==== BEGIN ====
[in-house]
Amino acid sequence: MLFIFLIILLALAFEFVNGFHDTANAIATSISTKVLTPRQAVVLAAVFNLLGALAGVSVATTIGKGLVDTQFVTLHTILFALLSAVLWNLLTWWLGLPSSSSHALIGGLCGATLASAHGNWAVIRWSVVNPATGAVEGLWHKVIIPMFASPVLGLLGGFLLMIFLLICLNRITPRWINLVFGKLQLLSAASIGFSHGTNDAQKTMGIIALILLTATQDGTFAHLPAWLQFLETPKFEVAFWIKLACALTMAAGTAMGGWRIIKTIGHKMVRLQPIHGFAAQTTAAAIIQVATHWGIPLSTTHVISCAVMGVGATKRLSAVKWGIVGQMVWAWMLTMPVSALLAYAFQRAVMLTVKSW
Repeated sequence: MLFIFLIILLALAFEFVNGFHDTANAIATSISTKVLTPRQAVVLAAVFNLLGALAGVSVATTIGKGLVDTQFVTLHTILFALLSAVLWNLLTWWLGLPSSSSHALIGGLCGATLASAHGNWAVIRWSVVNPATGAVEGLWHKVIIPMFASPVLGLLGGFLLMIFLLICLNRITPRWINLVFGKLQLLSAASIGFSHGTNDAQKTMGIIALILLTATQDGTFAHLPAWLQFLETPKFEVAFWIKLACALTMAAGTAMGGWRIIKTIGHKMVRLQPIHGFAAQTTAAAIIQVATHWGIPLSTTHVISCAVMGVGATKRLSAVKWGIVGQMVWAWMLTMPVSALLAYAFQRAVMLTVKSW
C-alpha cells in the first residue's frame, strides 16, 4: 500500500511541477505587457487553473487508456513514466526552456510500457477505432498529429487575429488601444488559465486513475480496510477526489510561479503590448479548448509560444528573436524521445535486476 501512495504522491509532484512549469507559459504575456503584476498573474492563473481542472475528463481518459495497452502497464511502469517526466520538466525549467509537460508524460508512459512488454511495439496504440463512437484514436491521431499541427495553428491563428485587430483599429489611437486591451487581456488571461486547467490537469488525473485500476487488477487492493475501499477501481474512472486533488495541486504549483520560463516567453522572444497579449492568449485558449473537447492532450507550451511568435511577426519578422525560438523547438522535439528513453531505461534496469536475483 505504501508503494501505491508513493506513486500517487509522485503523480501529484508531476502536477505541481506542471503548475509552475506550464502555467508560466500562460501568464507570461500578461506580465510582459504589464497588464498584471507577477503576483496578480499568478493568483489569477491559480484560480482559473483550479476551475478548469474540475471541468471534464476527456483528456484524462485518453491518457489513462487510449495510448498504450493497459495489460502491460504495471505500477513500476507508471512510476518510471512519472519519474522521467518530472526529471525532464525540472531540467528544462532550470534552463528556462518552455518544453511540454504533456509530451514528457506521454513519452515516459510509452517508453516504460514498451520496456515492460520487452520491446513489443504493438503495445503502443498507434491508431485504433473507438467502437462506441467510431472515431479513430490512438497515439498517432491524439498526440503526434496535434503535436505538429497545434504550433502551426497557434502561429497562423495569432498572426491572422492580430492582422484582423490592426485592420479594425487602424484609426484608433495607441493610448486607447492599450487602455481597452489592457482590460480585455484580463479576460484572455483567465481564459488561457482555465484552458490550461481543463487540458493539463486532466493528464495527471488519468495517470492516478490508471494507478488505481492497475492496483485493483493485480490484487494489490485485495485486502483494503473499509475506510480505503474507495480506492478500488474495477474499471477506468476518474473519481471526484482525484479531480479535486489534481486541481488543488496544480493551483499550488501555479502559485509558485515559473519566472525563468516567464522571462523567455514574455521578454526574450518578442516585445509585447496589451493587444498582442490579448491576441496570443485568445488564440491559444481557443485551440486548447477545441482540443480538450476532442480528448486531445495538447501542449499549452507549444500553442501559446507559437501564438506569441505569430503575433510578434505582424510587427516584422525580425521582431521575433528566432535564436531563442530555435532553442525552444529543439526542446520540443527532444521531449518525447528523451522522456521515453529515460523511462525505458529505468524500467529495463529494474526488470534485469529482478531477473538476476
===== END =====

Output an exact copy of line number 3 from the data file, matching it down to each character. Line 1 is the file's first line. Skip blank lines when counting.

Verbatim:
Repeated sequence: MLFIFLIILLALAFEFVNGFHDTANAIATSISTKVLTPRQAVVLAAVFNLLGALAGVSVATTIGKGLVDTQFVTLHTILFALLSAVLWNLLTWWLGLPSSSSHALIGGLCGATLASAHGNWAVIRWSVVNPATGAVEGLWHKVIIPMFASPVLGLLGGFLLMIFLLICLNRITPRWINLVFGKLQLLSAASIGFSHGTNDAQKTMGIIALILLTATQDGTFAHLPAWLQFLETPKFEVAFWIKLACALTMAAGTAMGGWRIIKTIGHKMVRLQPIHGFAAQTTAAAIIQVATHWGIPLSTTHVISCAVMGVGATKRLSAVKWGIVGQMVWAWMLTMPVSALLAYAFQRAVMLTVKSW